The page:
Deciphering the genetic basis of animal domestication

P. Wiener, Samantha Wilkinson

Research output: Contribution to journalArticlepeer-review

Abstract / Description of output

Genomic technologies for livestock and companion animal species have revolutionized the study of animal domestication, allowing an increasingly detailed description of the genetic changes accompanying domestication and breed development. This review describes important recent results derived from the application of population and quantitative genetic approaches to the study of genetic changes in the major domesticated species. These include findings of regions of the genome that show between-breed differentiation, evidence of selective sweeps within individual genomes and signatures of demographic events. Particular attention is focused on the study of the genetics of behavioural traits and the implications for domestication. Despite the operation of severe bottlenecks, high levels of inbreeding and intensive selection during the history of domestication, most domestic animal species are genetically diverse. Possible explanations for this phenomenon are discussed. The major insights from the surveyed studies are highlighted and directions for future study are suggested.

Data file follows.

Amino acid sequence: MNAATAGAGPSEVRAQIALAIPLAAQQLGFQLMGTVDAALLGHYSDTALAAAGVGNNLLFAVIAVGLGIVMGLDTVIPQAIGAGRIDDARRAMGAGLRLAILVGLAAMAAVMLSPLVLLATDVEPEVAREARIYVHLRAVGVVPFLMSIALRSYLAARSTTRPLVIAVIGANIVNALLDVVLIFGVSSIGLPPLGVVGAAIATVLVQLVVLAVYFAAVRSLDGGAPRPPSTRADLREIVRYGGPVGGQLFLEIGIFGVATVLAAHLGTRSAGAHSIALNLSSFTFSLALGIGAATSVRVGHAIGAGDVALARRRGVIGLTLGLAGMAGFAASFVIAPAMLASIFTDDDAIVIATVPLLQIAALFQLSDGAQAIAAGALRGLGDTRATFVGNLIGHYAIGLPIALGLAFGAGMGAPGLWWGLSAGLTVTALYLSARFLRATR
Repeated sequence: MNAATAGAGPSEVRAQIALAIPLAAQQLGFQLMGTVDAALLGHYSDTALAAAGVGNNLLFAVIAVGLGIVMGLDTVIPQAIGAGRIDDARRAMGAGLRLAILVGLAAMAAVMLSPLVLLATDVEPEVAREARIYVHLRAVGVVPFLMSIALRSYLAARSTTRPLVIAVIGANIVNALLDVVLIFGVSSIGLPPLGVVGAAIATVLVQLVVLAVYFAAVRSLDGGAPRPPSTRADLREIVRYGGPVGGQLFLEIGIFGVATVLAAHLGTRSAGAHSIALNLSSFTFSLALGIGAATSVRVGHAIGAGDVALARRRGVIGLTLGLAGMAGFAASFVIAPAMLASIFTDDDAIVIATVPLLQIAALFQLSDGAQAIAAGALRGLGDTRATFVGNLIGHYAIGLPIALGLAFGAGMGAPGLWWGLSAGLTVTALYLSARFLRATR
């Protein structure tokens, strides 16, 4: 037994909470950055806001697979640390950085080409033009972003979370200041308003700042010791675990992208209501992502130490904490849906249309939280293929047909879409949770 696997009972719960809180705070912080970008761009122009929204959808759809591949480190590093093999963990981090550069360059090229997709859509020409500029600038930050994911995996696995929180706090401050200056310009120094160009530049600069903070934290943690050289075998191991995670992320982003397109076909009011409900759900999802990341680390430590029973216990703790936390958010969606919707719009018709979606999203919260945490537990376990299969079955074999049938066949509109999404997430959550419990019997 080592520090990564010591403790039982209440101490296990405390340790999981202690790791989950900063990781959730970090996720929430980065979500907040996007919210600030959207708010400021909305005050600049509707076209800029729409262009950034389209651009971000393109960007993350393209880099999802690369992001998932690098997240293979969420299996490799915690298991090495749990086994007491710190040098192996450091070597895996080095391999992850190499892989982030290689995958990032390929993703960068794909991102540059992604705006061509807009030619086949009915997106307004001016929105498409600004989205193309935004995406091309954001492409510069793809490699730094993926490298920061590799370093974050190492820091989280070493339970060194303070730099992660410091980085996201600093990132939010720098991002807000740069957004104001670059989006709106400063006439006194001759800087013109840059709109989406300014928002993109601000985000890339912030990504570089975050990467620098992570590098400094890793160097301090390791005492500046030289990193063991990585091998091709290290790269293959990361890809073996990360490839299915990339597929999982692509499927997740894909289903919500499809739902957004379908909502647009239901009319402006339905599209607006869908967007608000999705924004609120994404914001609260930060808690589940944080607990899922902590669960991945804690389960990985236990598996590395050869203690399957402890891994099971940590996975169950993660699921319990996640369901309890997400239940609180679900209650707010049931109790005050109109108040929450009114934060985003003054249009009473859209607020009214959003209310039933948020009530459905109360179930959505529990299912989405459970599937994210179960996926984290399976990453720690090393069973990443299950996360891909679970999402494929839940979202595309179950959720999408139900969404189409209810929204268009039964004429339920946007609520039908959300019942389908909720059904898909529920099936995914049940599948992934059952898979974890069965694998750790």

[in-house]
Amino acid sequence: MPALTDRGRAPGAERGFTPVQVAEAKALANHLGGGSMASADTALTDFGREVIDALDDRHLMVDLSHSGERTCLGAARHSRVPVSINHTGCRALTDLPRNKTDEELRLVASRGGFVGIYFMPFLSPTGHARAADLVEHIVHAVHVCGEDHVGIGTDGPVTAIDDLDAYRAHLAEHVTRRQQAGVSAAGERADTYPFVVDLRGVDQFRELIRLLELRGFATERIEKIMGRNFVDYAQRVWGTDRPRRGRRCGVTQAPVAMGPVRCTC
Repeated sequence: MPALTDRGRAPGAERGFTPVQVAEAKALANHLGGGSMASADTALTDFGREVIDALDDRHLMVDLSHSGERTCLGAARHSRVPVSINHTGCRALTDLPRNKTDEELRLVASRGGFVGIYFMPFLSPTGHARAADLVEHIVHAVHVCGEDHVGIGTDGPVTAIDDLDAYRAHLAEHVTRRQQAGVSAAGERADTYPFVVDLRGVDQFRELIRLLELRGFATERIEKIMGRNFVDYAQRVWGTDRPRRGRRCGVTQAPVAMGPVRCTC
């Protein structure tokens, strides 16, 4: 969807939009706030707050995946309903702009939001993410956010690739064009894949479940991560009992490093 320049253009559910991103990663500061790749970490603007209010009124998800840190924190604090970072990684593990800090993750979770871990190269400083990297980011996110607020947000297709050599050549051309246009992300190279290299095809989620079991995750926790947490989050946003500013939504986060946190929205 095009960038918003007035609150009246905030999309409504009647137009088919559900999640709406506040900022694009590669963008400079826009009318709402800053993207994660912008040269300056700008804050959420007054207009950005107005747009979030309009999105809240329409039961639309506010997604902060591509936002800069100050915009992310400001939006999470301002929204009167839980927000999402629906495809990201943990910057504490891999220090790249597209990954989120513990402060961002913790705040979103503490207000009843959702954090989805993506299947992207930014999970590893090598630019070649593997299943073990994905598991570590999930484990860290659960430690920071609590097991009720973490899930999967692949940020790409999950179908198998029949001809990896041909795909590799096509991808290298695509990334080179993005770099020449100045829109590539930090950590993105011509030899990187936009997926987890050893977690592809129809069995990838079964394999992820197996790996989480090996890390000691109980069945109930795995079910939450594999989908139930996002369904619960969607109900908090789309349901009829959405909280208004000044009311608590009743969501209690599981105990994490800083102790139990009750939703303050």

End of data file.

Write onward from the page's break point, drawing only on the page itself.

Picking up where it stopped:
Original languageEnglish
Pages (from-to)3161-3170
Number of pages10
JournalProceedings of the Royal Society B-Biological Sciences
Issue number1722
Publication statusPublished - 7 Nov 2011

Keywords / Materials (for Non-textual outputs)

  • Animals
  • Animals, Domestic
  • Behavior, Animal
  • Genetic Variation
  • Genetics, Population
  • Genomics
  • Genotype
  • Phenotype
  • Population Dynamics
  • Selection, Genetic


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